Lessons Learned – Nutrition Intern

If you were to tell me one year ago that I would be partaking in an independent nutrition internship in the Kingdom of eSwatini for five weeks this summer, I would have clearly not believed you. To be fair, though, even the country went by a different name then. The future truly is unpredictable. This journey abroad has further engrained that lesson into me while also re-teaching me the value of challenging myself beyond my comfort zone.

Prior to this experience, my international travel log was brief. In fact, it was limited to North America. Because of that, I was at first turned off by the idea of participating in this internship when my study abroad advisor at my university suggested it. The idea of traveling to the other side of the world completely alone to work with an organization that I knew seemingly little about intimidated me. As I looked more into the internship, though, it seemed to merge perfectly with my academic and professional passions.

I currently study health sciences at Central Michigan University, with plans to pursue a career in the public health sector post-graduation. My time studying health at CMU has fueled my passion for public health, as I believe that everyone should have access to a healthy life. Although I have extensively studied many of the health disparities and health concerns apparent in the United States of America, less of my education has focused on global health issues. I knew that this internship would help shape my career path by pushing me to study public health in a completely new context.

Overall, this internship has taught me more than I could learn in any classroom setting. For the majority of my time, I utilized the research skills I gained from my time at the university to conduct a study analyzing anthropometric data of children at three of the Neighborhood Care Points. I was in charge of designing the study, measuring height, weight, and mid-upper arm circumference data, analyzing the data using the standards set by the World Health Organization, writing a manuscript of the results, and giving a formal research presentation of the results. My time was split fairly evenly between field-work at the NCPs and office work at the All Out Africa Office, where I learned about the NCPs from the All Out Africa office staff and familiarized myself with some of the region’s most pressing health concerns.

Some of the most insightful moments during my internship occurred during my time at the NCPs. My work at the NCPs allowed me to better understand the foods and nutrients available to the children at the NCPs. At one NCP during my internship, the cook endured an injury and wasn’t able to cook for the children. Therefore, the teacher had to prepare two meals for over 50 children in addition to her normal duties as the teacher every day. For a few days, I was able to assist her with the cooking, so she could focus more on the teaching. I learned how to prepare porridge, e’Pap, rice, and soup for the children. This furthered my understanding of how the meals were prepared and distributed to the children, as well as what nutrients were available to them.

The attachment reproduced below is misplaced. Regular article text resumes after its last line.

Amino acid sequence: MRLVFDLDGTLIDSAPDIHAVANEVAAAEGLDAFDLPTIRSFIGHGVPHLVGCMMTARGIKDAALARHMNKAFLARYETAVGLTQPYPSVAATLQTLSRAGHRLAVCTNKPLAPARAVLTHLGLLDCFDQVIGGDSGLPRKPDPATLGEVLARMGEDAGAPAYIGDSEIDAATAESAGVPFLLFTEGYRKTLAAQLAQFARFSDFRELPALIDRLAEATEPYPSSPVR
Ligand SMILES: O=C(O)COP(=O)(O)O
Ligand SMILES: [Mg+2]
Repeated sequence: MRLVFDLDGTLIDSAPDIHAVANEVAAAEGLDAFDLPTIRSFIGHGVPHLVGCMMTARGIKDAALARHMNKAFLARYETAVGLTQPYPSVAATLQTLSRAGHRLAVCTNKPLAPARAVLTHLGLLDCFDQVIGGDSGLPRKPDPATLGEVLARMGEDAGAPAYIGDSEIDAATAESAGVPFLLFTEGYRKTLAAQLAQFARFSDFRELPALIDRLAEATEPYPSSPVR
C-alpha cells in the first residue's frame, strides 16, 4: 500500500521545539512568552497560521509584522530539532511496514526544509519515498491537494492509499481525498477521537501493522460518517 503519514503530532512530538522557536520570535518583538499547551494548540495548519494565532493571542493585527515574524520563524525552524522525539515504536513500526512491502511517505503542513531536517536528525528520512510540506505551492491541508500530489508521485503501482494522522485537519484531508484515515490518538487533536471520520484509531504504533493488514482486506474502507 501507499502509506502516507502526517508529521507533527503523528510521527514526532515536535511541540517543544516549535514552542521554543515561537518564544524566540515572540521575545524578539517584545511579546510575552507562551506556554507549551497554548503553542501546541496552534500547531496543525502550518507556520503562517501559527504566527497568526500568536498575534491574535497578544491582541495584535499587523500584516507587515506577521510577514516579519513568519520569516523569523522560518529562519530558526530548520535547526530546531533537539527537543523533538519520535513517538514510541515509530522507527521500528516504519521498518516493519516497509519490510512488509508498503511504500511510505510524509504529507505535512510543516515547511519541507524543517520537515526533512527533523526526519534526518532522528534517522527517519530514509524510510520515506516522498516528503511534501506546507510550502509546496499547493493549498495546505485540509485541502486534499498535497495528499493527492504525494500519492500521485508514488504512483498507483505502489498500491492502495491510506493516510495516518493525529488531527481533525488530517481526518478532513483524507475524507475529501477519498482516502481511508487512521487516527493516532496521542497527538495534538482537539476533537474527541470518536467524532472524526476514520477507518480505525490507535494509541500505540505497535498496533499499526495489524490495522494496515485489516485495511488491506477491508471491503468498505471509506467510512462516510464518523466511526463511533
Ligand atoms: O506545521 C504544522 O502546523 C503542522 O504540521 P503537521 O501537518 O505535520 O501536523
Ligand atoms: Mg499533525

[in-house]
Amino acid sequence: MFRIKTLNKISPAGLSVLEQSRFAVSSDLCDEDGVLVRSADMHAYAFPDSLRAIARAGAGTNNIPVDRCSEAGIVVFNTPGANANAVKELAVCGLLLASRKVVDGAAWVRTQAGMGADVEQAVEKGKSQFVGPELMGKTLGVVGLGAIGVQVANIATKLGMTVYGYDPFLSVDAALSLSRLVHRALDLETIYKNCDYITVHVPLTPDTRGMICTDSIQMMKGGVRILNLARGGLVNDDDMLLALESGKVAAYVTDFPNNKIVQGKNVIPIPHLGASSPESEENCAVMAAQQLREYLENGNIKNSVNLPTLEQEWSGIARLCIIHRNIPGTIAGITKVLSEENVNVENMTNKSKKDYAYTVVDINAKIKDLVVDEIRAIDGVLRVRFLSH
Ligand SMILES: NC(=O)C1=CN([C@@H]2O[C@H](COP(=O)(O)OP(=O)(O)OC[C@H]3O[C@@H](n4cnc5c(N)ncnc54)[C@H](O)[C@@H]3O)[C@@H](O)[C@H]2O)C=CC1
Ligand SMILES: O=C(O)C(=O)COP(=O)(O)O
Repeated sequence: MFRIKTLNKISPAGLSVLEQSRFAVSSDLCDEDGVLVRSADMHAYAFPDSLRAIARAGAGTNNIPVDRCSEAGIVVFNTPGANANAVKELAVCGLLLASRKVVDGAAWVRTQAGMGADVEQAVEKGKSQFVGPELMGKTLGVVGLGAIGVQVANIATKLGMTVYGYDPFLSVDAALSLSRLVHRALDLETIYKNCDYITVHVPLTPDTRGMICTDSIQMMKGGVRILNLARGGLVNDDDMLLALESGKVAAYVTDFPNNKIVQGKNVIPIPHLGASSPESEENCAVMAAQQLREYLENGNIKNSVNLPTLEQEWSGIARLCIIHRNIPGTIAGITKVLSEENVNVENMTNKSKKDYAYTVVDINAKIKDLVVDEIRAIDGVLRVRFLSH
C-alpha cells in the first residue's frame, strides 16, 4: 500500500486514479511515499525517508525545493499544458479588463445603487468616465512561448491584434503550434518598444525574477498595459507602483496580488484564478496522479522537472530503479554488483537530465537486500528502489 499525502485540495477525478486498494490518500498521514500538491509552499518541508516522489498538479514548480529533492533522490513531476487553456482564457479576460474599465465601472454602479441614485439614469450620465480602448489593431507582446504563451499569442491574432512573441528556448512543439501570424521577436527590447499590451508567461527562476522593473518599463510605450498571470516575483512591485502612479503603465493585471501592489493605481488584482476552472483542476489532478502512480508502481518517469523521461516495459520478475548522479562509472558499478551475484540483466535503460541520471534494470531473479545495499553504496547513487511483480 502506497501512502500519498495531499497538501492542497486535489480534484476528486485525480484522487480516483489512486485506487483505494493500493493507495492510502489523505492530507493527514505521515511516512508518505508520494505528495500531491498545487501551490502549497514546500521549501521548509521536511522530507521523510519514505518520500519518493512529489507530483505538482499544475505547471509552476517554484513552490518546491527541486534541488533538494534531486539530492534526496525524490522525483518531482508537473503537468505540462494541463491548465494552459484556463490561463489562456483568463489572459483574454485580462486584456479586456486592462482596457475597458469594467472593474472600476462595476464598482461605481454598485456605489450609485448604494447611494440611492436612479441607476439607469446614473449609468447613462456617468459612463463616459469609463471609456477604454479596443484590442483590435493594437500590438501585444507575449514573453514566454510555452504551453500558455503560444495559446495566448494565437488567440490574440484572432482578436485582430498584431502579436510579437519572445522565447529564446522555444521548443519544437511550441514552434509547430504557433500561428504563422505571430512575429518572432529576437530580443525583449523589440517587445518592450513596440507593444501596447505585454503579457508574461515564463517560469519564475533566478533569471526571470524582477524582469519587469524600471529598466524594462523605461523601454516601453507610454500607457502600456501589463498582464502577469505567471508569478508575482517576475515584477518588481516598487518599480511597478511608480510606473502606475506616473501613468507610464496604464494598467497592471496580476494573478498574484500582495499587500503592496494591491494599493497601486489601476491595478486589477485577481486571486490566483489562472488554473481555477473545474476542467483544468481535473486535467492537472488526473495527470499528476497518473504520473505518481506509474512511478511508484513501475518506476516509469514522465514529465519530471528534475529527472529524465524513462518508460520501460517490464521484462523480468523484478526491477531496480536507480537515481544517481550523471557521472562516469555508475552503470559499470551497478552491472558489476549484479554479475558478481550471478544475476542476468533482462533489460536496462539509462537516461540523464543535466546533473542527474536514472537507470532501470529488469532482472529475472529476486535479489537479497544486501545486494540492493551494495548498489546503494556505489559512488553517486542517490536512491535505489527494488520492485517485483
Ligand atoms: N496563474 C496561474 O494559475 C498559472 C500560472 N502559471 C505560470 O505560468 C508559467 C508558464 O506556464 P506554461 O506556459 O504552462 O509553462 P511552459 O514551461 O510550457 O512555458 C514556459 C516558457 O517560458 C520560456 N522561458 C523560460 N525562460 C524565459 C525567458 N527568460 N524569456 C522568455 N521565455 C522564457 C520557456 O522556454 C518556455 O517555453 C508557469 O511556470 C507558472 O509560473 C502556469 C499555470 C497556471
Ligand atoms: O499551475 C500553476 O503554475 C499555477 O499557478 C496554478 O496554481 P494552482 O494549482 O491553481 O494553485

During my time cooking, I had many meaningful conversations with the teacher. She was such a passionate and giving woman, and she talked so highly of the volunteers at the NCP. She told me that she was so thankful that the children get to learn from the diverse volunteers because it better enables them to welcome those who are different from them.  She also spoke of how it helped the children significantly advance their English speaking skills. It touched my heart to know that the volunteers do have a profound influence at the NCPs. Overall, the women I met at the NCPs were some of the most brilliant, passionate, authentic, and giving women I’ve ever encountered in my life. I could only begin to describe the many life lessons I learned from them.

Swazi culture was enlightening to me. The culture’s focus on community was so different from the individualistic culture I was used to. The teachers and cooks at the NCPs truly gave back to their communities with their whole hearts and expected nothing in return. This experience has helped shape many of my life perspectives in a positive manner. With that being said, I encourage everyone to go abroad, experience a new culture, and learn as much as you possibly can. It was such a privilege to take part in such an incredible opportunity, and I am determined to ensure that it continues to inspire me to be a more welcoming and giving person to all who I encounter. Because my future career in public health will undoubtedly require me to interact with those from diverse cultures, the cultural competence that this internship has helped me develop will ensure that I continue to respectfully interact and appreciate diverse ways of living and thinking. If nothing else, this internship has inspired me to continue my work as a public health professional, where I can actively work toward creating a healthier and more just world.


Written by Chelsea Robinson, Nutrition Intern (May 2018)

For more information on how you can be a nutrition intern visit here!

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